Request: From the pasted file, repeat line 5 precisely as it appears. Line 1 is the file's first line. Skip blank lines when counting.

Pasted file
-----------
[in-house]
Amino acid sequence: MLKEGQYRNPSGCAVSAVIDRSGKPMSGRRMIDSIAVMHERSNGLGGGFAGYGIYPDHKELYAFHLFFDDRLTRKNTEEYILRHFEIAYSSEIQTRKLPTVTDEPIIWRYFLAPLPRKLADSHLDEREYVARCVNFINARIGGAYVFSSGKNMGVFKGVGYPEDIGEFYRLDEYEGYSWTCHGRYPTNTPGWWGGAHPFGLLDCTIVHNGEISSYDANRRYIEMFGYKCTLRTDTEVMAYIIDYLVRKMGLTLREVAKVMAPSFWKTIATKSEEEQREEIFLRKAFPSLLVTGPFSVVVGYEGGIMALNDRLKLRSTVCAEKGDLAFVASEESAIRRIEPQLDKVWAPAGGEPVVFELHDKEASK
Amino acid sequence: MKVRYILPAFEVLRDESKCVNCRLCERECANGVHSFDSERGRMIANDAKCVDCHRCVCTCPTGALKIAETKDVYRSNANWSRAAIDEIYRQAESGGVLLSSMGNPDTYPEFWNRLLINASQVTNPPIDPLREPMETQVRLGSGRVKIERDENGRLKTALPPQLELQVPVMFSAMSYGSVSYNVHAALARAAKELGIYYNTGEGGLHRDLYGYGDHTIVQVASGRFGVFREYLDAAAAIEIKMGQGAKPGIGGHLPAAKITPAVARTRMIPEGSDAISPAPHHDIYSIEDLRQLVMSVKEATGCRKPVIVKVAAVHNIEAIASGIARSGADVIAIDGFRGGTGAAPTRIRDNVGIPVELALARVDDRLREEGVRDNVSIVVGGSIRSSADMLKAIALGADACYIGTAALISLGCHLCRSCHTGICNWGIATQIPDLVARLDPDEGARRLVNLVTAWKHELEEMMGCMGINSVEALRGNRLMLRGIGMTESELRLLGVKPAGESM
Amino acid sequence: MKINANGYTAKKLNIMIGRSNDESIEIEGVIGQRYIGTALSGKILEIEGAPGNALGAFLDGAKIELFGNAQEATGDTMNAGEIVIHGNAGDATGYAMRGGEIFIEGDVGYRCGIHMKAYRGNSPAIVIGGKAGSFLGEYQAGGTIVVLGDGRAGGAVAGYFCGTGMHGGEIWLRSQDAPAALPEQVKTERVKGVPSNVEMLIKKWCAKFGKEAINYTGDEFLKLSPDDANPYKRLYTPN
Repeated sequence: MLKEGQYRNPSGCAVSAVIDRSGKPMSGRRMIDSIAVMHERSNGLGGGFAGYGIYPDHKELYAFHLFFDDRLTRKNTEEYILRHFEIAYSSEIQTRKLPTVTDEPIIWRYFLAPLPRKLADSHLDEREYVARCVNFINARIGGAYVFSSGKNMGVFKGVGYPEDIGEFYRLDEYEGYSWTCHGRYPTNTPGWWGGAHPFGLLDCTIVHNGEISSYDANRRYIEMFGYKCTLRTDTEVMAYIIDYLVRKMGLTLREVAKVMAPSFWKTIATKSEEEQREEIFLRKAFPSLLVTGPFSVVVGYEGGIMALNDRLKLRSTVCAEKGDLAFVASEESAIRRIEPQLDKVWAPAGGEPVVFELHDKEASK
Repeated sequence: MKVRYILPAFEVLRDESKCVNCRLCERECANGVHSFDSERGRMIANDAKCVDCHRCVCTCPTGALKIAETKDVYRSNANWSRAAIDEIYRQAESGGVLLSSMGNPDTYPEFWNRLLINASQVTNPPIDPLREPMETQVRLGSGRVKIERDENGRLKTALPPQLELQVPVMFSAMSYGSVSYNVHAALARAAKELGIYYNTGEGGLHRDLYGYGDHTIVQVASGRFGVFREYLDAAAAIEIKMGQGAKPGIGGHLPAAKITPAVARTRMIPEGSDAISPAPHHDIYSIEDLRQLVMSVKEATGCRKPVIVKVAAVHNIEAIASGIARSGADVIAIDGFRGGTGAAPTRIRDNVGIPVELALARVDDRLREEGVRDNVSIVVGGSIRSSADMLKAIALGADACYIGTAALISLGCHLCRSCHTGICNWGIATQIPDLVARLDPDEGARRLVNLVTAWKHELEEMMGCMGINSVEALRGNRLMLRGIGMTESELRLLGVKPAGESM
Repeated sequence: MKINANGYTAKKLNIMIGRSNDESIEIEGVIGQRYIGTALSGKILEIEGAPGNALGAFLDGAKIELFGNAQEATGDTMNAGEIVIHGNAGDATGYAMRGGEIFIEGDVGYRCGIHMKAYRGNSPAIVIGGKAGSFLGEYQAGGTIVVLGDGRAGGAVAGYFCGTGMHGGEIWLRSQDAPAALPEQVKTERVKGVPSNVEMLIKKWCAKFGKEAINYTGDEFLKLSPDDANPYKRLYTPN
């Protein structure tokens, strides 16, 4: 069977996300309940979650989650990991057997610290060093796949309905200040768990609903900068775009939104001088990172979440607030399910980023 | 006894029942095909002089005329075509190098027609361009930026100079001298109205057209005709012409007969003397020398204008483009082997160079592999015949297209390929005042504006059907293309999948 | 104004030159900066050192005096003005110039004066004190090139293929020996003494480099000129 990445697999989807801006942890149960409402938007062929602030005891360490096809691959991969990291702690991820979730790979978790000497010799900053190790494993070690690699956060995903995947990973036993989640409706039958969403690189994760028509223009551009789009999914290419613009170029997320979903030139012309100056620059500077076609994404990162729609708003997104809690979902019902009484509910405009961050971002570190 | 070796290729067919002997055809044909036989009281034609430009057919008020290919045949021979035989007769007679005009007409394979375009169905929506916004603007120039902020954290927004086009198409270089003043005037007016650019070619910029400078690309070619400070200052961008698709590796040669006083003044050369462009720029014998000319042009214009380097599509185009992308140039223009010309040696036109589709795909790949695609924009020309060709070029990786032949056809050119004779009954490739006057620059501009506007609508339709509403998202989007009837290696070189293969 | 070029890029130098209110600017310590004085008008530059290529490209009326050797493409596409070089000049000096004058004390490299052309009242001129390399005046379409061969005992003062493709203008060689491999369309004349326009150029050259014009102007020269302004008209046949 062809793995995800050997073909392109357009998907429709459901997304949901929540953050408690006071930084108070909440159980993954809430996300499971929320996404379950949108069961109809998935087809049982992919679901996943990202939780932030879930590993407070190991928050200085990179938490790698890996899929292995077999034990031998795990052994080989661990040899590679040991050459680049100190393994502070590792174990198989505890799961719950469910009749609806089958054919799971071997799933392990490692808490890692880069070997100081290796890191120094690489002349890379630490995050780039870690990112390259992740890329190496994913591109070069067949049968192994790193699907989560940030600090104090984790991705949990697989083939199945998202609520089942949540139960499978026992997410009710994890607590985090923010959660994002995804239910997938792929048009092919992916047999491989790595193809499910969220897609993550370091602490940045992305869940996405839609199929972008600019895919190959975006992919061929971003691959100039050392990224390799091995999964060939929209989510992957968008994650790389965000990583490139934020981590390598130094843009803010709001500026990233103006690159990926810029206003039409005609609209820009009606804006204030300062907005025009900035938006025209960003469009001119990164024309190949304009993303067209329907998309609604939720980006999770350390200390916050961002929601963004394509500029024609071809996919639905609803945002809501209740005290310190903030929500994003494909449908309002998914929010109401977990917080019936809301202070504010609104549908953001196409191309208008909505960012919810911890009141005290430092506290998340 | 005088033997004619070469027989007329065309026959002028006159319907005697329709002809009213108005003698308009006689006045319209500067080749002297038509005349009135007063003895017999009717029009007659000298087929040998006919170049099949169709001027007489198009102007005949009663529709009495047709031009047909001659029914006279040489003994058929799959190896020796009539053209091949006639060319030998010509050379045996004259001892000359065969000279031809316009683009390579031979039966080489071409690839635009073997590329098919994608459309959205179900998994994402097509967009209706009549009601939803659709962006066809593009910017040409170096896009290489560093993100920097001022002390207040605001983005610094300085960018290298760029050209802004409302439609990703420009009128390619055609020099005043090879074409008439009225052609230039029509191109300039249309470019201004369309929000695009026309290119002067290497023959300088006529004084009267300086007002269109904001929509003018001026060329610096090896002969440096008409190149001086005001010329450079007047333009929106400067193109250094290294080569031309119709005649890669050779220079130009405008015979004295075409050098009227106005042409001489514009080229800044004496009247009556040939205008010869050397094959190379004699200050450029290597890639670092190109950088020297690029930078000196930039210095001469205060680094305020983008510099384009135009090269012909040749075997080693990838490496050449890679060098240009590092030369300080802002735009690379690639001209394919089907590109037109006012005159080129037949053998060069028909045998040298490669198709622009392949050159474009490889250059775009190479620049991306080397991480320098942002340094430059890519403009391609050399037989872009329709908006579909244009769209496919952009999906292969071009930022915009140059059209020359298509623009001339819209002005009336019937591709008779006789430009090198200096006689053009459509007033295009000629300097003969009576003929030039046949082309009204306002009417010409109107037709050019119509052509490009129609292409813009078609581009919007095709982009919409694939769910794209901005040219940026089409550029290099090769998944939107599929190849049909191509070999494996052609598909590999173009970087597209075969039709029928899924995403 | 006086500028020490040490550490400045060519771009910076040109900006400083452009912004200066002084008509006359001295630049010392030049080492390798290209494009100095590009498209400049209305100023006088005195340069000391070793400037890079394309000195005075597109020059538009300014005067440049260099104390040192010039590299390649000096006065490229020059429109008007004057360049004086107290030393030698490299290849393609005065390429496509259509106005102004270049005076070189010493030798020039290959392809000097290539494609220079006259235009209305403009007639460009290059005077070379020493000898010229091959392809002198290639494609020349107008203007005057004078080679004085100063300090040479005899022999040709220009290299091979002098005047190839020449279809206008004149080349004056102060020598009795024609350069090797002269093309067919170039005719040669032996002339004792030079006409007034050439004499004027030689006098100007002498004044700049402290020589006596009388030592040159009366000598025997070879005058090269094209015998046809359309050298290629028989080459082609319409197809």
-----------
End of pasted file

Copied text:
Repeated sequence: MLKEGQYRNPSGCAVSAVIDRSGKPMSGRRMIDSIAVMHERSNGLGGGFAGYGIYPDHKELYAFHLFFDDRLTRKNTEEYILRHFEIAYSSEIQTRKLPTVTDEPIIWRYFLAPLPRKLADSHLDEREYVARCVNFINARIGGAYVFSSGKNMGVFKGVGYPEDIGEFYRLDEYEGYSWTCHGRYPTNTPGWWGGAHPFGLLDCTIVHNGEISSYDANRRYIEMFGYKCTLRTDTEVMAYIIDYLVRKMGLTLREVAKVMAPSFWKTIATKSEEEQREEIFLRKAFPSLLVTGPFSVVVGYEGGIMALNDRLKLRSTVCAEKGDLAFVASEESAIRRIEPQLDKVWAPAGGEPVVFELHDKEASK